So, you want to be president. Are you a job creator? Or a job destroyer?
Presidential candidates these days seem compelled to make dubious claims about opponents as “job destroyers,” compared to their own record as “job creators.” This has been Mitt Romney’s theme song about himself and President Obama from the beginning. We can expect no less in the presidential debate this week.
Do presidents create jobs? Yes, indirectly, as a result of policy decisions, but how would we measure that? When Obama took office in January, 2009, jobs were in free-fall (Figure 1), with 4.4 million jobs lost since the start of the recession a year earlier, and with monthly losses stuck at their maximum of 700,000 to 800,000 through March. It wasn’t until July that the monthly drop slowed to somewhere below 300,000, reaching zero only in March, 2010, when losses turned to gains. So where does Obama’s responsibility begin? And, when he leaves office, where will it end?
These are not the only questions we must consider if we’re going to take the measure of presidential job creation since the end of World War II. That’s the goal here.
Posted in Jobs, Presidential campaigns
Tagged Barack Obama, Bill Clinton, civilian labor force, Dwight Eisenhower, George H. W. Bush, George W. Bush, Gerald Ford, Harry S. Truman, Jimmy Carter, job creator, Jobs, John F. Kennedy, Lyndon Johnson, Mitt Romney, president, Richard Nixon, Ronald Reagan
Construction employment made the front page this week in The Buffalo News. With 3,600 jobs added in the last year, the no-boom-no-bust Buffalo-Niagara region is one of the top areas nationwide for rising construction employment.
Job growth in region’s construction third in U.S., The Buffalo News, December 6, 2011: The Buffalo Niagara region added more construction jobs than all but two U.S. metro areas in the last year, a result of health care, university and private-sector development projects that spurred an 18 percent gain in employment.
Yglesias and TheMoneyIllusion link to sites explaining “opportunistic disinflation.” It’s a questionable doctrine adopted sometime in the 1980s by the Federal Reserve for fighting inflation “opportunistically.” It contrasts with what former Fed Chairman Paul Volker did in 1981—slamming 15% hyper-inflation with a Fed Funds rate of 19% and throwing the economy into deep recession with 10% unemployment.
Thomas Friedman’s op-ed in the Times today is a must-read. It’s on climate-change and climate-change-denial, with Texas governor Rick Perry as the poster-boy and the Texas drought as Exhibit A.
Is It Weird Enough Yet? by Thomas Friedman, op-ed, New York Times, September 14, 2011: Every time I listen to Gov. Rick Perry of Texas and Representative Michele Bachmann of Minnesota talk about how climate change is some fraud perpetrated by scientists trying to gin up money for research, I’m always reminded of one of my favorite movie lines that Jack Nicholson delivers to his needy neighbor who knocks on his door in the film “As Good As It Gets.” “Where do they teach you to talk like this?” asks Nicholson. “Sell crazy someplace else. We’re all stocked up here.”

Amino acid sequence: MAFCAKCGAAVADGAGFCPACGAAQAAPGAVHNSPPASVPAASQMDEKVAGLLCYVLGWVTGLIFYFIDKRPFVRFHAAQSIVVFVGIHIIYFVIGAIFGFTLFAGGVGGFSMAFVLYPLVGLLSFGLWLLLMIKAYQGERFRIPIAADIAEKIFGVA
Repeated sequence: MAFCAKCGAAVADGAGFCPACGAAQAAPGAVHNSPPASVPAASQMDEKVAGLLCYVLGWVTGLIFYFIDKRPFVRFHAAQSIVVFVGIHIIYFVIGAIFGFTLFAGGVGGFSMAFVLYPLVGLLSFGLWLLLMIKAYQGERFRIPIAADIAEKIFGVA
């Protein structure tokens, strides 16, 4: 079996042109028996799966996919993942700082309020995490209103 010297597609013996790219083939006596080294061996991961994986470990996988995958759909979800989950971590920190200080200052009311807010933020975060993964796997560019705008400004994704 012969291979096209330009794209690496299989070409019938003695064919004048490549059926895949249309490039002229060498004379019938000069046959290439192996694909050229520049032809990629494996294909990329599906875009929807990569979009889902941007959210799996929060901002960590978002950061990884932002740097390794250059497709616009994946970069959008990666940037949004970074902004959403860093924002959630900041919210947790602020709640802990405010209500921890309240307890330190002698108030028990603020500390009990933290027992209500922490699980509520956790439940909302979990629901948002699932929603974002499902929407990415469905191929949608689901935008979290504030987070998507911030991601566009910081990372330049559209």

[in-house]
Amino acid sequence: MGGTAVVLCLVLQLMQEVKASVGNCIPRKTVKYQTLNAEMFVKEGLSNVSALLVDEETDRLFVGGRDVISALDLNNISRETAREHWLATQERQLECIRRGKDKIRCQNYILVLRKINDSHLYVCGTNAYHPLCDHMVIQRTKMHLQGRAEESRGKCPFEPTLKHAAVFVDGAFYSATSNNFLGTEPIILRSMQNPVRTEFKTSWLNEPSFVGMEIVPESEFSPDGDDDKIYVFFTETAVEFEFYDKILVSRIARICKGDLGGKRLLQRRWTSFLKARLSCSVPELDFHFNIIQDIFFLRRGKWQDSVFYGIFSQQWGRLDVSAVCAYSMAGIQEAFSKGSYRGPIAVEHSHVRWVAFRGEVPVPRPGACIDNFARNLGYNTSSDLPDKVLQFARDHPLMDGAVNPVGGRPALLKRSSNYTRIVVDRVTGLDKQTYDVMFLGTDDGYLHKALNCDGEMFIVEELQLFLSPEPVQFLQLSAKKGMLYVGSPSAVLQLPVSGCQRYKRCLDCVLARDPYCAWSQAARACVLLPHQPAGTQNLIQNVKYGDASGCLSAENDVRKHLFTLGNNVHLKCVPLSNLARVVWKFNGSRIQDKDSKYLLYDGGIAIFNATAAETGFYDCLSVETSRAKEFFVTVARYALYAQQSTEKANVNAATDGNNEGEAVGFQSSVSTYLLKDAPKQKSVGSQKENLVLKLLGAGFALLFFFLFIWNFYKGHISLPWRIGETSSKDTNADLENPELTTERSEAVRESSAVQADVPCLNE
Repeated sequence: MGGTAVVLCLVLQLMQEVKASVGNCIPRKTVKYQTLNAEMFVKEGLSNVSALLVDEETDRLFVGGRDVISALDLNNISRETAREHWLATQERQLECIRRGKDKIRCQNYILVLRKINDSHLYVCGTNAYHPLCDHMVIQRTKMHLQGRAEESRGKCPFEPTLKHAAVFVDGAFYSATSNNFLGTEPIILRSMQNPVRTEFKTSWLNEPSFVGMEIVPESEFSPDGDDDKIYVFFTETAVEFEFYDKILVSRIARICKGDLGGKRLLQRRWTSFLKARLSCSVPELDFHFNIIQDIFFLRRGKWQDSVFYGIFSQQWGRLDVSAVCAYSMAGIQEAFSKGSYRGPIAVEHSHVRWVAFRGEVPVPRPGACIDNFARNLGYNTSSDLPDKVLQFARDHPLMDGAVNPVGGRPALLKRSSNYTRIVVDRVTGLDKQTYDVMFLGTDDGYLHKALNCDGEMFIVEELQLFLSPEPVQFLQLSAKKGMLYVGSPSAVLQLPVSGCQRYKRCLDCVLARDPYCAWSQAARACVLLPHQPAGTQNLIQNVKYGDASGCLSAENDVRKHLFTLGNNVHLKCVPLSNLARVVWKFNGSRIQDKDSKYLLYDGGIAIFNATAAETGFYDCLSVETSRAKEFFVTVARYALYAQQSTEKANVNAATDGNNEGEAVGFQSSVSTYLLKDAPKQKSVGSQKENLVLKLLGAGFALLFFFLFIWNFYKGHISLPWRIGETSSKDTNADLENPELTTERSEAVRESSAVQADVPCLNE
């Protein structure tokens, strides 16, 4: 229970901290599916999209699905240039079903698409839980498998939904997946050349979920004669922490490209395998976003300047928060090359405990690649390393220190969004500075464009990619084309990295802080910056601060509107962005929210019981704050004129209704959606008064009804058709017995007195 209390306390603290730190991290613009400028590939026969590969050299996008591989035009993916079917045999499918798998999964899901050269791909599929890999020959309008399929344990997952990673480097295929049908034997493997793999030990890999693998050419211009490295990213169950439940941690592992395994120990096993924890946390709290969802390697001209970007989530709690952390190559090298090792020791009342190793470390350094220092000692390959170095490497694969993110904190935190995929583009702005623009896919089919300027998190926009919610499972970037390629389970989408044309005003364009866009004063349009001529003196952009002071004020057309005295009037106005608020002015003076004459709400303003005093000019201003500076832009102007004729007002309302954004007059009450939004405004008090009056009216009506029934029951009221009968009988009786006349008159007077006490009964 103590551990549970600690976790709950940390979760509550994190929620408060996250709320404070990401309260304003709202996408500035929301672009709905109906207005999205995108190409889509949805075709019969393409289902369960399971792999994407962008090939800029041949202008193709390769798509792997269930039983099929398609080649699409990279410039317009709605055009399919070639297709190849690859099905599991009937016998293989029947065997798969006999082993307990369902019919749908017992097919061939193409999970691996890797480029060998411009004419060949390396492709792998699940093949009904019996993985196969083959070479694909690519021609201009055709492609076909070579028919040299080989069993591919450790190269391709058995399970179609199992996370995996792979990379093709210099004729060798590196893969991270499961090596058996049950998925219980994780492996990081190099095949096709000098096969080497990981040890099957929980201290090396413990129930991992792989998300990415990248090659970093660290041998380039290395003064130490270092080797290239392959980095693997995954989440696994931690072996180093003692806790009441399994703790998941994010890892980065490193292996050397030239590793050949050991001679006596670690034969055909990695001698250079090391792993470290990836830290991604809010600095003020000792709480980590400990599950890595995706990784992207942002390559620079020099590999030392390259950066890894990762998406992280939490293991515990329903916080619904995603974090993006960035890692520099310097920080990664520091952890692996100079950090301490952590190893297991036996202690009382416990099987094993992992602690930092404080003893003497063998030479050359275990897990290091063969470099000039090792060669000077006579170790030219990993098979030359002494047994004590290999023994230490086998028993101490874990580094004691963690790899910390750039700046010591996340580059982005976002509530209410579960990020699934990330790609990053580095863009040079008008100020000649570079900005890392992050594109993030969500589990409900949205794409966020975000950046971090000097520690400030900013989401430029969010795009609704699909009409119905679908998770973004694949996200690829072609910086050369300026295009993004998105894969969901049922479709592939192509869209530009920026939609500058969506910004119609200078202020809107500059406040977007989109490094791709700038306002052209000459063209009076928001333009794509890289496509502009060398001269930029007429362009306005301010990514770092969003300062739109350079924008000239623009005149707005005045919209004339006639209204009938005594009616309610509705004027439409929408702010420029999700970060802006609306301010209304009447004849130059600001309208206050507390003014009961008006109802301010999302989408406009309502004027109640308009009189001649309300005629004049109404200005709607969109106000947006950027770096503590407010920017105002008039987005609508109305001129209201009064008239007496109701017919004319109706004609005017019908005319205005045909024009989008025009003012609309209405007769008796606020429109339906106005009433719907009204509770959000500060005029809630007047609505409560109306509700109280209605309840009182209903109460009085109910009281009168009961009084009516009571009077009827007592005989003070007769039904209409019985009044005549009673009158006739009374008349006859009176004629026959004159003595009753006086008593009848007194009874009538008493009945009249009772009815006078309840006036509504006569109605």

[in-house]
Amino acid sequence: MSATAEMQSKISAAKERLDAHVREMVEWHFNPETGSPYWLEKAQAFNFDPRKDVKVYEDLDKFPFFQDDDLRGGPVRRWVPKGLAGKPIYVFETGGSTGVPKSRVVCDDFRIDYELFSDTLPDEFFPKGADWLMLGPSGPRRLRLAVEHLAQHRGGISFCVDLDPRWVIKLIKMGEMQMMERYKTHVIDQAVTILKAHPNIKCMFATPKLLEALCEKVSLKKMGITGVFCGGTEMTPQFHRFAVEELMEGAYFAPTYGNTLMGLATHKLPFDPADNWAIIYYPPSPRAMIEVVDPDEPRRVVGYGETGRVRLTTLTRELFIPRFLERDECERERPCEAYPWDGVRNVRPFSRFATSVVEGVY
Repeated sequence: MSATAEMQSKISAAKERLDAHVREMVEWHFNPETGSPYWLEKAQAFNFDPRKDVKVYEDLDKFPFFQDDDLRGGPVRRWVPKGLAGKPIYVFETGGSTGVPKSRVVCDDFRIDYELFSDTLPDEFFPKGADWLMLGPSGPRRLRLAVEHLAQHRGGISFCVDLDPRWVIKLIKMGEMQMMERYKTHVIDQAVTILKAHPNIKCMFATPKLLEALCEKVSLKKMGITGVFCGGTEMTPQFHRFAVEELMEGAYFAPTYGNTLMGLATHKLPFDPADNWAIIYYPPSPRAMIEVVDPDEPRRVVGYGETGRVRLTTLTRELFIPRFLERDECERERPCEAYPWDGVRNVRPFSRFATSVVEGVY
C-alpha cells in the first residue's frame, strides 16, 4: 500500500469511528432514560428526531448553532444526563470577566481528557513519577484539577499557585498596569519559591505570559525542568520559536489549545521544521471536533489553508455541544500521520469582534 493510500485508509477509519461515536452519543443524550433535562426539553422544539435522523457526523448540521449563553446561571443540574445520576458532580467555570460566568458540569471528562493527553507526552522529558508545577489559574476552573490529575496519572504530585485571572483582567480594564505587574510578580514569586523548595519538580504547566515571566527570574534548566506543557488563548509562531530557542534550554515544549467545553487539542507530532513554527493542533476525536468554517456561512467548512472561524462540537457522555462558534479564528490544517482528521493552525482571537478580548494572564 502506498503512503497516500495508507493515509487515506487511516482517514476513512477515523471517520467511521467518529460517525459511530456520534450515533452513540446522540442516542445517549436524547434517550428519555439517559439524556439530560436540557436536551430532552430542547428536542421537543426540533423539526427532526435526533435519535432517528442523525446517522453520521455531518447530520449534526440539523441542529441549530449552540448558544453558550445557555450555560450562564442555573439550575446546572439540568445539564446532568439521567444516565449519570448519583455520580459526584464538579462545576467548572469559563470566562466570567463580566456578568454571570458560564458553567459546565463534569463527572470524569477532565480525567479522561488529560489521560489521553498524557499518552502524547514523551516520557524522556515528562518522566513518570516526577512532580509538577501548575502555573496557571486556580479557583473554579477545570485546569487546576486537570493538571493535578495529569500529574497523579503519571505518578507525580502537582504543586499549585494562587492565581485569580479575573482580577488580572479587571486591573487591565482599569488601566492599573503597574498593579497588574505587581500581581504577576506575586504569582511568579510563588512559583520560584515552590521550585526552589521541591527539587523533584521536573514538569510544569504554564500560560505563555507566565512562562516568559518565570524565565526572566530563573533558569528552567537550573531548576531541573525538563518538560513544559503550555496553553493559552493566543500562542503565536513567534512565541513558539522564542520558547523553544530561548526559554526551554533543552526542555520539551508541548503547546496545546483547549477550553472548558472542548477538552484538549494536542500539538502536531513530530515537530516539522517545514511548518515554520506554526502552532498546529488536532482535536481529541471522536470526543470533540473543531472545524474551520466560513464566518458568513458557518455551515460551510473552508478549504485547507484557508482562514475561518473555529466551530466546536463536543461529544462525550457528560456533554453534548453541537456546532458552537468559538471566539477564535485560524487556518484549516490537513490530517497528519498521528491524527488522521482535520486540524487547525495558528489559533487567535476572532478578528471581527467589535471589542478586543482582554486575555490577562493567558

Thanks Mr. Perry and Mrs. Bachmann, but we really are all stocked up on crazy right now….
There’s more about climate change, with good, gritty details, and more links to up-to-date climate-change sites than you’ll see in a column any time soon.
Friedman, referring to the failure of American solar energy companies, speaks of the need for green start-ups to achieve “scale.” Andy Grove, former Intel chairman, expands on the concept in his widely read article from July, 2010: How to Create an American Job Before it is Too Late. It too is a must-read.
Dean Baker has published a new book (hat tip, Ezra Klein), and it’s free: The End of Loser Liberalism: Making Markets Progressive. From the blurb:
Progressives need a fundamentally new approach to politics. They have been losing not just because conservatives have so much more money and power, but also because they have accepted the conservatives’ framing of political debates. They have accepted a framing where conservatives want market outcomes whereas liberals want the government to intervene to bring about outcomes that they consider fair.
This is not true….
Posted in Currency, Debt, Deficits, Foreign trade, Inequality, Jobs, Unemployment
Tagged cepr, Dean Baker, Loser Liberalism, progressive policy, sector balances, strong dollar policy
Last Friday, after a visit with friends on Cape Cod, my wife and I crossed the Bourne Bridge, the southern span across the Cape Cod Canal. Looking up as we passed under the arch, I noticed a metal sign that was part of the structure: “Bourne Bridge: 1933-1935.”
The bridge was built by the Public Works Administration (PWA), the precursor to the WPA.
Where are the bridges built in 2009-2011? The city halls? The schools? The energy research labs? The music halls?
A follow-up on the prospect of a long, painful recovery of lost jobs.
Here is the latest projection from the Congressional Budget Office (CBO) of the gap between real GDP and real potential GDP (via Paul Krugman):
Potential GDP is a useful estimate of what the economy would be producing if it were not in a serious recession. The difference between potential and actual GDP is commonly known as the “output gap.”